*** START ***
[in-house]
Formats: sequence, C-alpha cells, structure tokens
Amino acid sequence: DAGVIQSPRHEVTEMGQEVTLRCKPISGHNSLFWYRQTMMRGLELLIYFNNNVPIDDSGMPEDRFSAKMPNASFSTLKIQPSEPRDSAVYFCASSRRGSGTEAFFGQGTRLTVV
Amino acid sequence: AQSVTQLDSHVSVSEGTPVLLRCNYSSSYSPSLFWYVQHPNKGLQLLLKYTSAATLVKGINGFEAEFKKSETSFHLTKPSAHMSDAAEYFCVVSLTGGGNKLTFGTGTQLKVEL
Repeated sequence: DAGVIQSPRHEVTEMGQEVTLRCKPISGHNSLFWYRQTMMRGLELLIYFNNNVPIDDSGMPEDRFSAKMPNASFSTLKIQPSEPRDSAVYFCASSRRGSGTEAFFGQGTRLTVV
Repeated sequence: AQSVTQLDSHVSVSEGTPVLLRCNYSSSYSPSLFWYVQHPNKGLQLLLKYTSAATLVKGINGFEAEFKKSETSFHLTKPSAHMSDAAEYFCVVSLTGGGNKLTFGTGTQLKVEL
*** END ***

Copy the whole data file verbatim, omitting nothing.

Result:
[in-house]
Formats: sequence, C-alpha cells, structure tokens
Amino acid sequence: DAGVIQSPRHEVTEMGQEVTLRCKPISGHNSLFWYRQTMMRGLELLIYFNNNVPIDDSGMPEDRFSAKMPNASFSTLKIQPSEPRDSAVYFCASSRRGSGTEAFFGQGTRLTVV
Amino acid sequence: AQSVTQLDSHVSVSEGTPVLLRCNYSSSYSPSLFWYVQHPNKGLQLLLKYTSAATLVKGINGFEAEFKKSETSFHLTKPSAHMSDAAEYFCVVSLTGGGNKLTFGTGTQLKVEL
Repeated sequence: DAGVIQSPRHEVTEMGQEVTLRCKPISGHNSLFWYRQTMMRGLELLIYFNNNVPIDDSGMPEDRFSAKMPNASFSTLKIQPSEPRDSAVYFCASSRRGSGTEAFFGQGTRLTVV
Repeated sequence: AQSVTQLDSHVSVSEGTPVLLRCNYSSSYSPSLFWYVQHPNKGLQLLLKYTSAATLVKGINGFEAEFKKSETSFHLTKPSAHMSDAAEYFCVVSLTGGGNKLTFGTGTQLKVEL